Reviewed by Tony Annicone
The student run, Growing Stage at Rhode Island College, presents the heavy drama, " 'Night, Mother", about an unhappy young woman, living with her mother, who decides to commit suicide. The mother spends the rest of the show trying to figure out why and to talk her out of it. Student director, Matt Smith directs the show beautifully, displaying an insightful look at the relationship between these two women and the ultimate choices they make. His two actresses deliver the goods in this very emotional, stunning presentation.
Matt, a college senior, is also a talented performer who played Charlie Brown. He makes the transition to director of this dramatic play with ease. His understanding of the unhappiness of the daughter and the effects it has on the mother is remarkable in a person his age. He shows how the quote, "A suicide dies once,those left behind die 1000 deaths trying to understand why..." is relevant even when the reasons are explained to the mother. She still can't comprehend why it could happen even when Jessie, her daughter explains the despair she feels, to her. The final confrontation is absolutely rivioting. It consists of a struggle, an escape, a banging on a door and the falling to the floor in horror. Thy are really breathtaking moments. His assistant director, Laura Desmarais, helps Matt with the most moving moment between the two women, when the mother collapses to the floor in tears. Marissa Dufault, the stage manager, keeps things moving backstage with the lighting and sound cues necessary for a top notch show.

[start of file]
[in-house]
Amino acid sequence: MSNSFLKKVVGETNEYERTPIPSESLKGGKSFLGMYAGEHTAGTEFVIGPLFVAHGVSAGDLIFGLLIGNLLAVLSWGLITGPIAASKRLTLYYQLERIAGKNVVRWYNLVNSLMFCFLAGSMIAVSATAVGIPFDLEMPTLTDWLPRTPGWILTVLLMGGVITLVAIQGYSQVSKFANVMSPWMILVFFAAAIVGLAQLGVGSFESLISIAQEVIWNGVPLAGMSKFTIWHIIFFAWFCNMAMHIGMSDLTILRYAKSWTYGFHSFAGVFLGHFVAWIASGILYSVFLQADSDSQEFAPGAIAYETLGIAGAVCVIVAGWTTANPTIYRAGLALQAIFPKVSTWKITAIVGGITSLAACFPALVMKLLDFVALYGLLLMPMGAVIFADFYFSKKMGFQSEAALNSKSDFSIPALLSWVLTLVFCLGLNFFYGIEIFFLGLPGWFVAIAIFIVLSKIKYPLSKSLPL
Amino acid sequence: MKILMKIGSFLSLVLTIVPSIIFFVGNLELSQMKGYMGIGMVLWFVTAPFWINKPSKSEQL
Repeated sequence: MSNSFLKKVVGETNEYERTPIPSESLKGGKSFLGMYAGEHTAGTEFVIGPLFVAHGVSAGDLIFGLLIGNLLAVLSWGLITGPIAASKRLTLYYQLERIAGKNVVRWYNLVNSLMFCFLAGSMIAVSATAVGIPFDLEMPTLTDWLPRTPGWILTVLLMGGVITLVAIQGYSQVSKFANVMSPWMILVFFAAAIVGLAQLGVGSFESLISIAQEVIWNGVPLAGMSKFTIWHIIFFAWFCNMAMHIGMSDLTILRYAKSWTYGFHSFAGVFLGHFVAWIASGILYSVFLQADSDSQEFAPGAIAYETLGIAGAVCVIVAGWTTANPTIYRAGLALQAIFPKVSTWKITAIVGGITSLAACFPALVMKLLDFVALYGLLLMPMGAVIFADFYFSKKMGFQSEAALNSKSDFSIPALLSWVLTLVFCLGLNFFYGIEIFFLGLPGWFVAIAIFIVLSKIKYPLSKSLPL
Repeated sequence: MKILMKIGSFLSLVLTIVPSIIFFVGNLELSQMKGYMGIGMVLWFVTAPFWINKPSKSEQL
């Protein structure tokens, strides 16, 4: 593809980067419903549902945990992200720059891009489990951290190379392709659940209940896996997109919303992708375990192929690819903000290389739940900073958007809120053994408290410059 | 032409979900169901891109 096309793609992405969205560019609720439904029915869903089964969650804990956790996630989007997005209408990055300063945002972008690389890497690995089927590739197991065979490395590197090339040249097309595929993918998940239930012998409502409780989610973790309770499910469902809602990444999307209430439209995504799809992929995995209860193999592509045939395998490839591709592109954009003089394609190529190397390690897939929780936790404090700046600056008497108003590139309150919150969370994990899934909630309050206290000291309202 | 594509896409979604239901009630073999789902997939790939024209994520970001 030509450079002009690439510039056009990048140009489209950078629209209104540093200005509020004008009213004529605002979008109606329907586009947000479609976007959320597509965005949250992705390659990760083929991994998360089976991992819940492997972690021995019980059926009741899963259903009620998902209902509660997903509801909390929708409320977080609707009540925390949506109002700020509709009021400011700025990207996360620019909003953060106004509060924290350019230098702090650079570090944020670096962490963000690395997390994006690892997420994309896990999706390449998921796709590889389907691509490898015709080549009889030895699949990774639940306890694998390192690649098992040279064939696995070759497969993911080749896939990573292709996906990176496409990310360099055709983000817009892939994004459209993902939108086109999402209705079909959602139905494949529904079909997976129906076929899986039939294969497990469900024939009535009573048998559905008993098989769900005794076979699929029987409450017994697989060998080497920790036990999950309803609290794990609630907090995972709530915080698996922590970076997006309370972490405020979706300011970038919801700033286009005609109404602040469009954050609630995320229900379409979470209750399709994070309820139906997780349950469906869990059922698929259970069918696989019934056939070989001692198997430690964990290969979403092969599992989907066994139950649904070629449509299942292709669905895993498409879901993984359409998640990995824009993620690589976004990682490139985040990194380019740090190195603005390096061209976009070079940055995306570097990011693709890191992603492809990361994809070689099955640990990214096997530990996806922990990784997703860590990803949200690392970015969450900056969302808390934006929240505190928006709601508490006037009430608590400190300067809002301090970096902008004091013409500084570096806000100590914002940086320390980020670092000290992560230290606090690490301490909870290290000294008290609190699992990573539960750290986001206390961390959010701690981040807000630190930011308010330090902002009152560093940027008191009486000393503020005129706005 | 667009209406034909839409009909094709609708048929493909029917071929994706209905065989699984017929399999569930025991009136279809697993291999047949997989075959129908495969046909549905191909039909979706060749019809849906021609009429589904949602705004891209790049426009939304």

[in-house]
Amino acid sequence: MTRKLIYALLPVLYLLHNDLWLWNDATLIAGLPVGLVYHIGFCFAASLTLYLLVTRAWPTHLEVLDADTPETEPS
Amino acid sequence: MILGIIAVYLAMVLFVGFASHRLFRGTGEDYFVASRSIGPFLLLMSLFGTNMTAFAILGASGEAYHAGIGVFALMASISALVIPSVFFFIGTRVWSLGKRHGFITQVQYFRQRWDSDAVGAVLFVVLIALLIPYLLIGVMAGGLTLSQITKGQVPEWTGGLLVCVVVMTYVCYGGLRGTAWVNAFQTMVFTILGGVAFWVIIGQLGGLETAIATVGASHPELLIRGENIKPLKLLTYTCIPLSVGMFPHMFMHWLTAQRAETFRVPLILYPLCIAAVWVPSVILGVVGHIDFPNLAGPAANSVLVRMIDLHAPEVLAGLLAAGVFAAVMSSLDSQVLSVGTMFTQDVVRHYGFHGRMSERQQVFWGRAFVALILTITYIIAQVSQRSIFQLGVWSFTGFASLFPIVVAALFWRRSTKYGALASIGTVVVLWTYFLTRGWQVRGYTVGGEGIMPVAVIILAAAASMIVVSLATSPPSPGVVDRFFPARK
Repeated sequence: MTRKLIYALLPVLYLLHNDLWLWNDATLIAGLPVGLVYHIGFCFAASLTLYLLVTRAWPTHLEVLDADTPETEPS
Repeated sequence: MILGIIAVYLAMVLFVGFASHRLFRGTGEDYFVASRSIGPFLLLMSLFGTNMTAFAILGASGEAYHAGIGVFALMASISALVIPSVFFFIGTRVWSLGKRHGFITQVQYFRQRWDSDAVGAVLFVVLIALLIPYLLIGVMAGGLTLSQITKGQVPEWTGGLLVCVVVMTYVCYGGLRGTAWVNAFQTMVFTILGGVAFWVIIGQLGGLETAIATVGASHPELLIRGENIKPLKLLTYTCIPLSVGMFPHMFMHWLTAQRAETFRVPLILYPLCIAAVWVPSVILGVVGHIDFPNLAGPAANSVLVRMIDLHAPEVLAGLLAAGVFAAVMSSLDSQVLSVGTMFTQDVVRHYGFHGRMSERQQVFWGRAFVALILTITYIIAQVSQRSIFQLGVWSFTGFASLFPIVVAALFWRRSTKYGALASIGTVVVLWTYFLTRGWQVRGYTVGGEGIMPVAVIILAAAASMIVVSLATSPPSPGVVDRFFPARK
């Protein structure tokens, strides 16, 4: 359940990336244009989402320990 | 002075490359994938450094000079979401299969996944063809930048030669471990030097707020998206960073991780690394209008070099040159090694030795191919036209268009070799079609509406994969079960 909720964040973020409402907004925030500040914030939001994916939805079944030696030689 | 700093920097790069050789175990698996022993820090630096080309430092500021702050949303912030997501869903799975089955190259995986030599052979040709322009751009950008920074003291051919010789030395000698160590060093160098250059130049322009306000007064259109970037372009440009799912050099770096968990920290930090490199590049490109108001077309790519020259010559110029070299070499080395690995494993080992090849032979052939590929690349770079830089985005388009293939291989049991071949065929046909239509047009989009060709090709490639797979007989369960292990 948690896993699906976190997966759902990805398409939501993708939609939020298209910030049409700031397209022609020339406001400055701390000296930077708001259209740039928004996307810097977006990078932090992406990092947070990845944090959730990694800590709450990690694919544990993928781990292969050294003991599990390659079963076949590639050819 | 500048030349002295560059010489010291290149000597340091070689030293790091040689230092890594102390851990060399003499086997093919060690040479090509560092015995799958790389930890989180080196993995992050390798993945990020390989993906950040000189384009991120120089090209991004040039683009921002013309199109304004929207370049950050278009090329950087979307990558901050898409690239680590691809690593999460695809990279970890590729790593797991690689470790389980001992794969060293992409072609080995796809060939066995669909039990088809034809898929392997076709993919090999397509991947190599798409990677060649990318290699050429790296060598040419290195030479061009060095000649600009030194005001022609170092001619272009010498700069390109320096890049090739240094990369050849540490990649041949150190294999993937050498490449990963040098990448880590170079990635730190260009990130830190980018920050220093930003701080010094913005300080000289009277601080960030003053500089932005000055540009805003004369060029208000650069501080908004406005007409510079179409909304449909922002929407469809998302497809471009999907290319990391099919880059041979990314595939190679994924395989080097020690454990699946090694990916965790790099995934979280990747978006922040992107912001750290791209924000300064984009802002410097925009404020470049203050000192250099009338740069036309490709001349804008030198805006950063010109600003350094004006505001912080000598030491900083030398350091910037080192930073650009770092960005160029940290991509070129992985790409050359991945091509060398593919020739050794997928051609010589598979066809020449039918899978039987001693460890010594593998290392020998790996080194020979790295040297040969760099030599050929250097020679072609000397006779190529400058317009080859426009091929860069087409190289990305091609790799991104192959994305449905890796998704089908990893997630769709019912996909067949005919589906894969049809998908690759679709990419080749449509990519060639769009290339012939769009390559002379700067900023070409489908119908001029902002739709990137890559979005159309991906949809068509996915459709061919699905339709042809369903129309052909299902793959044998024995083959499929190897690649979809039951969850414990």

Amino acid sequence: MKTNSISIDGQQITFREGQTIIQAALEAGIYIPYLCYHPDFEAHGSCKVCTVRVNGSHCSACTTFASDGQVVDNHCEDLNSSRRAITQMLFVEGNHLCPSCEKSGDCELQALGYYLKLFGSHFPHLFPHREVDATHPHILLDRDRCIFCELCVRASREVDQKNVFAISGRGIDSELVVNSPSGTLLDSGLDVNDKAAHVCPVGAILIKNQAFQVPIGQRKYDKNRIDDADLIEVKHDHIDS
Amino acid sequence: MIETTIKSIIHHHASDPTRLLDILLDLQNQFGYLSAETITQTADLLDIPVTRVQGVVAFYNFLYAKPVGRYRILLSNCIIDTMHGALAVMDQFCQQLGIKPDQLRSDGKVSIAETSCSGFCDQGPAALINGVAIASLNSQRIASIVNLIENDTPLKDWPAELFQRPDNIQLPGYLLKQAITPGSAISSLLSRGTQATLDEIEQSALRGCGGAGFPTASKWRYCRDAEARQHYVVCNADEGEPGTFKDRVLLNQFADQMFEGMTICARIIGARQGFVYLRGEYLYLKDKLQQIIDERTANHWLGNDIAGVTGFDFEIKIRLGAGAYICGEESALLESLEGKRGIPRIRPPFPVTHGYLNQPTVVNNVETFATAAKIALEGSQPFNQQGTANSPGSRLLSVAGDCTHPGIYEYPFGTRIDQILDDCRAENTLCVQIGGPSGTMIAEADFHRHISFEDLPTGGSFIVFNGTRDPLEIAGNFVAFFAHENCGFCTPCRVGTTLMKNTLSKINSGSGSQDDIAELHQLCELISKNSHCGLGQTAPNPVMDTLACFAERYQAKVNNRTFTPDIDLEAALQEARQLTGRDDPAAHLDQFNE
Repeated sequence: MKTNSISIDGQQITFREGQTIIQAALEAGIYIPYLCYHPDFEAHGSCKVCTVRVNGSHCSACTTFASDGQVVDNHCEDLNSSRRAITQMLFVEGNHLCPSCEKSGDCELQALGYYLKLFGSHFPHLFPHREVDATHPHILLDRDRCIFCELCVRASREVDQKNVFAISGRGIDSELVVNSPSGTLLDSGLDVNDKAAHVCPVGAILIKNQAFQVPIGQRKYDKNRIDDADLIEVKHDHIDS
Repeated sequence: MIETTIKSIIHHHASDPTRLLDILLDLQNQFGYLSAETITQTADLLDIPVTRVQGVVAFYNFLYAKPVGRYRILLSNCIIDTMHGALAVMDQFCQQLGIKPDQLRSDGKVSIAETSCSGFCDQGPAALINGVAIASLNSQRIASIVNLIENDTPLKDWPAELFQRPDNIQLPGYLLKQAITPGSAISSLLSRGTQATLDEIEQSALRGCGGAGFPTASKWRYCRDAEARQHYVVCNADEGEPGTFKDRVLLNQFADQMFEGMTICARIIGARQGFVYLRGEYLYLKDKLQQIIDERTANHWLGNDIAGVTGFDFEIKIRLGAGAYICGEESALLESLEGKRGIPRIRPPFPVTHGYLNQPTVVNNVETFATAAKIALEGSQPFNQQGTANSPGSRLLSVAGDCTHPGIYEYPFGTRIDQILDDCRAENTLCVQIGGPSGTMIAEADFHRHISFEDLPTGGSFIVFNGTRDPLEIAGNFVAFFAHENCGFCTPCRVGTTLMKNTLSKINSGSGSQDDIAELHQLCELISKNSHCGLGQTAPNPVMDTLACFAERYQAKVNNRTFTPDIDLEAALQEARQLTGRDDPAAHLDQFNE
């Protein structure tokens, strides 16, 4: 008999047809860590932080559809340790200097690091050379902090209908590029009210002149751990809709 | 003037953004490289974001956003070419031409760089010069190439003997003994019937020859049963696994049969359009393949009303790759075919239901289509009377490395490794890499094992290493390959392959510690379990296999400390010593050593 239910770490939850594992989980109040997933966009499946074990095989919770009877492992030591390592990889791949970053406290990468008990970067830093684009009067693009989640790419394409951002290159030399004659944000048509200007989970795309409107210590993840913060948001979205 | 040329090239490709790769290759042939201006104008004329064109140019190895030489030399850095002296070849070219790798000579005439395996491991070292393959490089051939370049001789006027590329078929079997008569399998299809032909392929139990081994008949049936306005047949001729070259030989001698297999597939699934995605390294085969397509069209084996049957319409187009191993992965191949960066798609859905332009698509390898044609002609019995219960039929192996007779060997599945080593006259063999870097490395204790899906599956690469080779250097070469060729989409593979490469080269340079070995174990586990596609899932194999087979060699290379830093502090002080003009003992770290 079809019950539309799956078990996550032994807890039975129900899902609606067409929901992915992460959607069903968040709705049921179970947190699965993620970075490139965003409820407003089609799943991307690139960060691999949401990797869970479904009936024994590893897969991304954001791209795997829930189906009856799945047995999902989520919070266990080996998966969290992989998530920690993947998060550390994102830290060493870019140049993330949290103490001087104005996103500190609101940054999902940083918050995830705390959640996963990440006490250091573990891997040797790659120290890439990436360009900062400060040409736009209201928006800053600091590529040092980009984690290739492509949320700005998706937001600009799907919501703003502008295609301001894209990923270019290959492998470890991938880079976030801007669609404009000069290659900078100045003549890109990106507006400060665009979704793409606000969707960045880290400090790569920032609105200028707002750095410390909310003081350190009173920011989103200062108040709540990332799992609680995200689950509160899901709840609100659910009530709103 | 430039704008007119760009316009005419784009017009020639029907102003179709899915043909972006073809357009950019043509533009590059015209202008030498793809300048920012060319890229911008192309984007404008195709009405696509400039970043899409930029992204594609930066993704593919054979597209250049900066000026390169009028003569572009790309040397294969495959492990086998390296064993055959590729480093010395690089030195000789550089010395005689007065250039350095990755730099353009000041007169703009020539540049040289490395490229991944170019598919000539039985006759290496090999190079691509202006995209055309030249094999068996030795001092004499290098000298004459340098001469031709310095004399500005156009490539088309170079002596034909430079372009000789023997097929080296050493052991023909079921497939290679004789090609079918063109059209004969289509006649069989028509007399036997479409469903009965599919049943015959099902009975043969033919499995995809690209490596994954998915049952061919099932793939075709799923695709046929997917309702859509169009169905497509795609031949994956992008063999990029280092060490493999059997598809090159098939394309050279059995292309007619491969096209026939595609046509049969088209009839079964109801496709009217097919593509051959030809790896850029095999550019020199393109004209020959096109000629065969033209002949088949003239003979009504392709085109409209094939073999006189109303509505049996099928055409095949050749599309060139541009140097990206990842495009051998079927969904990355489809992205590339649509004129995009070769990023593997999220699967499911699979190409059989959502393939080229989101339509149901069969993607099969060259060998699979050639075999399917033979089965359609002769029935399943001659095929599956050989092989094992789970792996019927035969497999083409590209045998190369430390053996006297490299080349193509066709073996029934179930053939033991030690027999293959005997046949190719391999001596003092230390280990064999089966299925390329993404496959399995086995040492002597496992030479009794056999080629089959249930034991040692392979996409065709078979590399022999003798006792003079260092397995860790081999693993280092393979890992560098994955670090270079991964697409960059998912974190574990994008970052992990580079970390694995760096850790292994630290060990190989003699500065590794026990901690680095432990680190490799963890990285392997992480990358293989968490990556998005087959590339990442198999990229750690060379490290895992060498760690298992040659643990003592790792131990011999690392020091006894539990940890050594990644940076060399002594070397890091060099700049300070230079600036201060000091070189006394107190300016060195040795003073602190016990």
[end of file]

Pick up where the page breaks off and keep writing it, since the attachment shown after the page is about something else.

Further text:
Other crew members lend the added touches needed.Chris Silva composes a beautiful and haunting, original score which sets the somber mood perfectly. (Chris is a talented Providence College student who played Sir Evelyn in "Anything Goes".) Set designer, Jen Mullen under Matt's instructions, keeps the set and set pieces in black, symbolic of the death to come in the show while Cameron Whitehorn designs the lighting. Esther Zabinski supplies the costumes, Jesse McKenzie is the sound engineer and the properties artist is Nina Muzzi.
Last but not least are the two brilliant actresses who play these very demanding roles. Christin L. Goff as Jessie and Laurea Osborne as Thelma (Mama) are excellent. Christin makes you feel her utter despair through her facial expressions, her body language and solemn line delivery. Her final act has been thought out for a long time. The discussion with her mother is to try to make her understand this is Jessie's decision and nothing is going to sway her. Laurea delivers an emotional and powerful performance. The character, at first is unbelieving and can't accept it. She changes into a caring mother who can't understand the reason why. The scenes are heart wrenching especially the clawing and banging on the door. The two women have great chemistry as mother and daughter and their performances are remarkable. Brava for a job well done. So for a first rate student show, "'Night, Mother" is a must see presentation, tell them Tony sent you.